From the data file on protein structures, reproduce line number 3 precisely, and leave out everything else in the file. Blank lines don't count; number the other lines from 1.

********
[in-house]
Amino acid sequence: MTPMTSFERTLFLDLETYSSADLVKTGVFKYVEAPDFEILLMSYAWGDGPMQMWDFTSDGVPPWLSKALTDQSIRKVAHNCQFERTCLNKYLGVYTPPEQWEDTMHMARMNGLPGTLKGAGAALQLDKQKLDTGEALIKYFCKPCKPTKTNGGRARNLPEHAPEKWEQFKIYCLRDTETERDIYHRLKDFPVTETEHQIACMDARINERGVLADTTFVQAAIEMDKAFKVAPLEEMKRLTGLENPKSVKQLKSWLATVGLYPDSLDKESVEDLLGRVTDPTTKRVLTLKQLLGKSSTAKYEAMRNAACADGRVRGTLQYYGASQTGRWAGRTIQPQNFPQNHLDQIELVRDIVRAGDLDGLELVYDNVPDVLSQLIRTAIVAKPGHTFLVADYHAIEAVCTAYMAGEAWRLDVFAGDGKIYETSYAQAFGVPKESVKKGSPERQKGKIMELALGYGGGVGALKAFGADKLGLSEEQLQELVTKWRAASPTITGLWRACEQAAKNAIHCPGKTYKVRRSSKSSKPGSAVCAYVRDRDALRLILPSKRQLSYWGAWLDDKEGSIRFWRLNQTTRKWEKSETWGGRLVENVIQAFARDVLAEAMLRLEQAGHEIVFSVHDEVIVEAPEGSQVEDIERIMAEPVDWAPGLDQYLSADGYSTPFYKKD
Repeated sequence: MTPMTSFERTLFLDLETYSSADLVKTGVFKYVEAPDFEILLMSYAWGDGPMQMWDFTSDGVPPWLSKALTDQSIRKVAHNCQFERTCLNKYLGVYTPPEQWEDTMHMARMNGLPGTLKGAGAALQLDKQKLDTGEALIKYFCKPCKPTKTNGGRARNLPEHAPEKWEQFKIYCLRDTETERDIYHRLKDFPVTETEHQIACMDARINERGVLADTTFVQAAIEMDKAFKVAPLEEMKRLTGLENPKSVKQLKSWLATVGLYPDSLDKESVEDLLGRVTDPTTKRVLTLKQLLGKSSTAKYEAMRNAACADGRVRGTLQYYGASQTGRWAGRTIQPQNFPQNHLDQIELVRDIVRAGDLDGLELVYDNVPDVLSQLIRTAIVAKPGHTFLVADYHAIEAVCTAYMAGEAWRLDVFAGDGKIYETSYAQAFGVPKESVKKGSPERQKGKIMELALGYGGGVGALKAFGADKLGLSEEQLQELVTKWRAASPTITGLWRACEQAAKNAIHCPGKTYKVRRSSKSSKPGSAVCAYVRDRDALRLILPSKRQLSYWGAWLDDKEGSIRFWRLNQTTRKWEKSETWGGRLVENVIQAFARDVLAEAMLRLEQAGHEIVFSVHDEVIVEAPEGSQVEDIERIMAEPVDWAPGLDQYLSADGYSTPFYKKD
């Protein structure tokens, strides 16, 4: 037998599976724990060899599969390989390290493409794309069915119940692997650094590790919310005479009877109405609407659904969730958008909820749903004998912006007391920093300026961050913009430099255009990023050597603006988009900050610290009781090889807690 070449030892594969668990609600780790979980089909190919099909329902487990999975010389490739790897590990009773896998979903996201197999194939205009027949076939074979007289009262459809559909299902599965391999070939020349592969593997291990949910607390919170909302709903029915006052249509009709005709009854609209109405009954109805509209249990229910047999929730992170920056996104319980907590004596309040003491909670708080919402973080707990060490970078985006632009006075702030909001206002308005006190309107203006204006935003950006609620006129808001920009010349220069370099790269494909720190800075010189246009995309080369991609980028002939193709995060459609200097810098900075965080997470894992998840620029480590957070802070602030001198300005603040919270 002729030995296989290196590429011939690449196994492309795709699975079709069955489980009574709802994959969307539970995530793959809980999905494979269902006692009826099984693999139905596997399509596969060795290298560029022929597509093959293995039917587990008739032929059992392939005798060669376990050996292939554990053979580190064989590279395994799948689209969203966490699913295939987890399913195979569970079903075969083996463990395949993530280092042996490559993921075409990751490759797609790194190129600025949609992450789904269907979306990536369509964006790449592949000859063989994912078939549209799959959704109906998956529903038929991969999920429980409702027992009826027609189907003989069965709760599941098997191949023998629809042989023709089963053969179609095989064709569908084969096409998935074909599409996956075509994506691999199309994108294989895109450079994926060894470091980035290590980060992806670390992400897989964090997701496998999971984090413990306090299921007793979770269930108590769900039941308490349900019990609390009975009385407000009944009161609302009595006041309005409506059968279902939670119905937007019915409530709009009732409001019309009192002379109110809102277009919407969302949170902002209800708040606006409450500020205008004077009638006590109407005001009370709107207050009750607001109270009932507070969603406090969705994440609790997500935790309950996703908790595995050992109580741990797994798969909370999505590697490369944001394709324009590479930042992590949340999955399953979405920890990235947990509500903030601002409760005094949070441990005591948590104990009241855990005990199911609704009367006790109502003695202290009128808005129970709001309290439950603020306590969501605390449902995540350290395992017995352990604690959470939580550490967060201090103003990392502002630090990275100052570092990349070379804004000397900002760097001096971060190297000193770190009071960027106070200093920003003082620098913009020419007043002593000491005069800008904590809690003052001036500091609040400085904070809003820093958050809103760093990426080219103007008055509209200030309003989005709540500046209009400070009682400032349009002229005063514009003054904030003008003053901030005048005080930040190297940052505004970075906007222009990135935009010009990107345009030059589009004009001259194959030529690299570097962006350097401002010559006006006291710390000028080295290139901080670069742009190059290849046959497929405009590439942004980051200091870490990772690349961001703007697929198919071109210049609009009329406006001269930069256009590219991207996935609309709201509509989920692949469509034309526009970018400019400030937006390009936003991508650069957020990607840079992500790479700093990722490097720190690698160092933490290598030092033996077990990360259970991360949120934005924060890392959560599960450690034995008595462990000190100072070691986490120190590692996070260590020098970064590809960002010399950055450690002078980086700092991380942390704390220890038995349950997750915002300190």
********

Repeated sequence: MTPMTSFERTLFLDLETYSSADLVKTGVFKYVEAPDFEILLMSYAWGDGPMQMWDFTSDGVPPWLSKALTDQSIRKVAHNCQFERTCLNKYLGVYTPPEQWEDTMHMARMNGLPGTLKGAGAALQLDKQKLDTGEALIKYFCKPCKPTKTNGGRARNLPEHAPEKWEQFKIYCLRDTETERDIYHRLKDFPVTETEHQIACMDARINERGVLADTTFVQAAIEMDKAFKVAPLEEMKRLTGLENPKSVKQLKSWLATVGLYPDSLDKESVEDLLGRVTDPTTKRVLTLKQLLGKSSTAKYEAMRNAACADGRVRGTLQYYGASQTGRWAGRTIQPQNFPQNHLDQIELVRDIVRAGDLDGLELVYDNVPDVLSQLIRTAIVAKPGHTFLVADYHAIEAVCTAYMAGEAWRLDVFAGDGKIYETSYAQAFGVPKESVKKGSPERQKGKIMELALGYGGGVGALKAFGADKLGLSEEQLQELVTKWRAASPTITGLWRACEQAAKNAIHCPGKTYKVRRSSKSSKPGSAVCAYVRDRDALRLILPSKRQLSYWGAWLDDKEGSIRFWRLNQTTRKWEKSETWGGRLVENVIQAFARDVLAEAMLRLEQAGHEIVFSVHDEVIVEAPEGSQVEDIERIMAEPVDWAPGLDQYLSADGYSTPFYKKD